[MonetDB-users] ODBC connection issues
Martin.Kersten at cwi.nl
Wed Oct 19 02:37:21 CEST 2011
1) i guess they have used an older 32-bit windows system version.
See for information about the database sizes and platforms:
In case of a crash, I hope they reported the problem on the
MonetDB user/developer list for handling it.
2) remarks on TPCH in isolation do not make much sense.
They should provide comparative figures on the same platform
and report against other open-source systems.
On the old website we had figures that clearly showed MySQL and Postgresql
to be way slower with > SF-2. MonetDB runs SF-100 (100GB) on my Linux desktop
without problems and it certainly does not have 100GB RAM ;)
Overall, on the 4TB Skyserver application, MonetDB and MS SQLserver,
were comparable, with some queries handled better by either one.
3) You might also have a look at http://homepages.cwi.nl/~mk/ontimeReport
for a comparison on a 120M row datawarehouse and comparative performance
Overall, performance evaluations have to be done with care. It requires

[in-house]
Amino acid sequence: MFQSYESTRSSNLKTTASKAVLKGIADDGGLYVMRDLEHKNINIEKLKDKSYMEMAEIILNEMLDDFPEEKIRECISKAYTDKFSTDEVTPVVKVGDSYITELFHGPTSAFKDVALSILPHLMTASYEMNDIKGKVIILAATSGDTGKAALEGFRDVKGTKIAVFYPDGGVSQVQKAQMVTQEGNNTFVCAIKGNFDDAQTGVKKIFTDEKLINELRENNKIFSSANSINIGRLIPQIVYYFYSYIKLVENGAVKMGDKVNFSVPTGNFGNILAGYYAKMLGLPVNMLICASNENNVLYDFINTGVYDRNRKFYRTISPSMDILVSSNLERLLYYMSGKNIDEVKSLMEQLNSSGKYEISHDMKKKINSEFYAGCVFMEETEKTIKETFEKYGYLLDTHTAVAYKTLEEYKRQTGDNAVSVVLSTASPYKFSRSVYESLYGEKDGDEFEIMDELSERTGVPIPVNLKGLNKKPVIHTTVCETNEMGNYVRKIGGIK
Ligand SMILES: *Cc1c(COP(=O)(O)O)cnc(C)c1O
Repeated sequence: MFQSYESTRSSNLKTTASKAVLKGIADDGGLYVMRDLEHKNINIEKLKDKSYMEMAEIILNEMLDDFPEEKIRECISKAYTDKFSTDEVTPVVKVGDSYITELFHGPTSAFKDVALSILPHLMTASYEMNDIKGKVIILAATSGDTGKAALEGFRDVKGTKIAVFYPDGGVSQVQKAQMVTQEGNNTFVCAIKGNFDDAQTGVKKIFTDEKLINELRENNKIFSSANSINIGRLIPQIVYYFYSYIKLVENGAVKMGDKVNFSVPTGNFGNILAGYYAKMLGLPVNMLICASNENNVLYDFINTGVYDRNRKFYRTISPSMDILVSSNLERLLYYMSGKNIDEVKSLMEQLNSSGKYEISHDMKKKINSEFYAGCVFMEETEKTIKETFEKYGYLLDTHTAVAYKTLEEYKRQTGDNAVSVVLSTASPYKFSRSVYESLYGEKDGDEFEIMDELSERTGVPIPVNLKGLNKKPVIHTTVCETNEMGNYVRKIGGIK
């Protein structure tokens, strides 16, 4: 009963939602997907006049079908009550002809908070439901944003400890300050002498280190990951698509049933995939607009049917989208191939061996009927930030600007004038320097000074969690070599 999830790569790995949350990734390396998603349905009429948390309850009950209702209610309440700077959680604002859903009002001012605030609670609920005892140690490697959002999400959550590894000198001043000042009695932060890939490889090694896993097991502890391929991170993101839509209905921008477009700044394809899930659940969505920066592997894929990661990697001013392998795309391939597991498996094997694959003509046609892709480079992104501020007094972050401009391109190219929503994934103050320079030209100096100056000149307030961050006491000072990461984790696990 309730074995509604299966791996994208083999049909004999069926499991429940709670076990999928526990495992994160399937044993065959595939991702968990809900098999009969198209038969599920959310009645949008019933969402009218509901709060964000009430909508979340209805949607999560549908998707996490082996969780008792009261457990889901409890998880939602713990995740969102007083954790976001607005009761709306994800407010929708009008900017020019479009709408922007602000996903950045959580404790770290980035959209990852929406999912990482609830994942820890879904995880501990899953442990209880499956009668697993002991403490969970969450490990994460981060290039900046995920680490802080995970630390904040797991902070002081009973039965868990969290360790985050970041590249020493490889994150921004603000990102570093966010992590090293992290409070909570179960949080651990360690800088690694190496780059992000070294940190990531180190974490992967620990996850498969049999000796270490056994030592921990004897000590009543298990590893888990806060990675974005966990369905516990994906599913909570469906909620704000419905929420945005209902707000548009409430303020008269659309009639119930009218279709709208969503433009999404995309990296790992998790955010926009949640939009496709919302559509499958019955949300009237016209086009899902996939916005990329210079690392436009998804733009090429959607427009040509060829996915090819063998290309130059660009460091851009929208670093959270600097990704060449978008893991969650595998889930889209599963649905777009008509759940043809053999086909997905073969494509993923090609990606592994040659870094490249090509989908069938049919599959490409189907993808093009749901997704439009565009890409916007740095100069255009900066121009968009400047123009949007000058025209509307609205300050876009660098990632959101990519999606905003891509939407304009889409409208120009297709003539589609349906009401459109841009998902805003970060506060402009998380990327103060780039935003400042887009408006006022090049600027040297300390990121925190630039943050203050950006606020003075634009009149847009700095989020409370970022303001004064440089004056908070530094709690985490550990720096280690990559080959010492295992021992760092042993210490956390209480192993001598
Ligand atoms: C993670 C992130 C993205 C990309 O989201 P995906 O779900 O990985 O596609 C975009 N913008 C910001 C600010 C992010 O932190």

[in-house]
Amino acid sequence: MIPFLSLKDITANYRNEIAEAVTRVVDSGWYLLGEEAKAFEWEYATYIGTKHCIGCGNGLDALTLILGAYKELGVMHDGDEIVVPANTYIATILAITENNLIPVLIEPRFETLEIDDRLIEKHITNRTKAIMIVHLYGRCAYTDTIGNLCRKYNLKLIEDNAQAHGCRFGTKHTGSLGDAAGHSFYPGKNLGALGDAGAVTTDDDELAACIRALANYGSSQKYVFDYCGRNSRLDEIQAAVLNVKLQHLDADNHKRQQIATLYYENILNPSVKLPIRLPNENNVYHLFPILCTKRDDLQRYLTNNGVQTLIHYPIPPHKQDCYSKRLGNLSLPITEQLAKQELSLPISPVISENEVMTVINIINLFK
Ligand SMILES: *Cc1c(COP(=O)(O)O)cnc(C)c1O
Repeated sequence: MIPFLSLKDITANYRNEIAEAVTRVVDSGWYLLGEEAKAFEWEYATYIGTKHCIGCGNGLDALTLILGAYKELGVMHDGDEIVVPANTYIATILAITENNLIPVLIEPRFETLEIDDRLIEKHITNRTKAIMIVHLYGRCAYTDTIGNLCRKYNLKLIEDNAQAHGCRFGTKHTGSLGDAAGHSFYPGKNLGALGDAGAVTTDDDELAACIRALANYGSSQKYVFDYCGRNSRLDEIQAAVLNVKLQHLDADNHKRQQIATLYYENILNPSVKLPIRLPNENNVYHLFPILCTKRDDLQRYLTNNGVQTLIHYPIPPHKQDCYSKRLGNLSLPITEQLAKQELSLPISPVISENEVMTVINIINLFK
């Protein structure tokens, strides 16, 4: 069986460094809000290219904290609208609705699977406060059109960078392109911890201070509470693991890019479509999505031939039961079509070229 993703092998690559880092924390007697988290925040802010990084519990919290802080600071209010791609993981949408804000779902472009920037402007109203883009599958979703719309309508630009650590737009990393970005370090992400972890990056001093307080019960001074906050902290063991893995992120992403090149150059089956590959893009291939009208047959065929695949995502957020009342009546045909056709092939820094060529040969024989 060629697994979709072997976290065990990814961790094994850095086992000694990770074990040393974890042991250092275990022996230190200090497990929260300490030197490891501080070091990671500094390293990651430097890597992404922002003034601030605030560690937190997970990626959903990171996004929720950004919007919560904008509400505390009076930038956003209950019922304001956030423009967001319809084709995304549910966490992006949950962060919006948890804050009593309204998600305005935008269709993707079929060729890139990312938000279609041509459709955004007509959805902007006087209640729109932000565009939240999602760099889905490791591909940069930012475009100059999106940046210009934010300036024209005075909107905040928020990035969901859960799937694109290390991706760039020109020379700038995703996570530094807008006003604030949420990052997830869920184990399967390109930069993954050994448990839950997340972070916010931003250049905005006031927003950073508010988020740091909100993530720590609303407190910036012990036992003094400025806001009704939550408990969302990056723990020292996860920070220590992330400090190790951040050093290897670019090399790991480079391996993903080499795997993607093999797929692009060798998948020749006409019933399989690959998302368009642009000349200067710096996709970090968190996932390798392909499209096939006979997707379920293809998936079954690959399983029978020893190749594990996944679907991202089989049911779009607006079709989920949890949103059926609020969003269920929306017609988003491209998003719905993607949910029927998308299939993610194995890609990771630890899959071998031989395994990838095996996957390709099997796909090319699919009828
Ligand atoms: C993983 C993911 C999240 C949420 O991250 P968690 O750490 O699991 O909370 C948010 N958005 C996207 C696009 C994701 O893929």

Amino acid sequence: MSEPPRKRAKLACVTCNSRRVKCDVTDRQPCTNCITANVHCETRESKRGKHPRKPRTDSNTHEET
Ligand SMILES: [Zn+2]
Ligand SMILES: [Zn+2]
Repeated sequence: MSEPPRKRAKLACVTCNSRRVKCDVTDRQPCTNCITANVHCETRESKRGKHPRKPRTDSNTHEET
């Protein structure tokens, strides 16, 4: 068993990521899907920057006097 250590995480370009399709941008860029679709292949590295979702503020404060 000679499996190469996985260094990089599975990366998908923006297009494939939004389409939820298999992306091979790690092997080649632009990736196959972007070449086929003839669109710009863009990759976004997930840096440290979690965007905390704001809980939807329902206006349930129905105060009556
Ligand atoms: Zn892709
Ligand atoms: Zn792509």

good understanding on many aspects of the systems under test. Most importantly
the impact of the resource parameters and versions.
On 10/19/11 1:53 AM, Stefan de Konink wrote:
> On Tue, 18 Oct 2011, Jeremy OSullivan wrote:
>> till system crash when data volume exceeds total capacity of memory and
> Since MonetDB uses memory mapping any "data volume" is in essence 'swap',
> it is up to the operation system to load these parts in memory that it is
> processing on.
>> So the high performance of MMDB relies on sufficient memory supply. "
>> Is this a fair assessment ?
> I don't think so; it is about selectivity. First of all MonetDB is a
> column store thus only the columns that are used in a query plan have to
> be in memory, either in paralel or in sequence. The total amount data is
> therefore not the bottle neck, the selectivity of the query is. Since meta
> data on columns exist data can be read from a specific offset.
> The memory mapping allows a specific region te be load into memory by the
> Operating System. Obviously this will not really help with a sequential
> scan on a column that is bigger than the available memory of the host
> system, but given that scenario the actual performance issue is in the
> bandwidth of storage to the memory, and not the amount of memory: the
> data is a supply by itself - swap space.
> The only thing regarding to 'system crash' I can currently think of: if
> the intermediate results exceed the amount available memory (in physical
> RAM and in swap)...
> All the data continuously generated in your IT infrastructure contains a
> definitive record of customers, application performance, security
> threats, fraudulent activity and more. Splunk takes this data and makes
> sense of it. Business sense. IT sense. Common sense.
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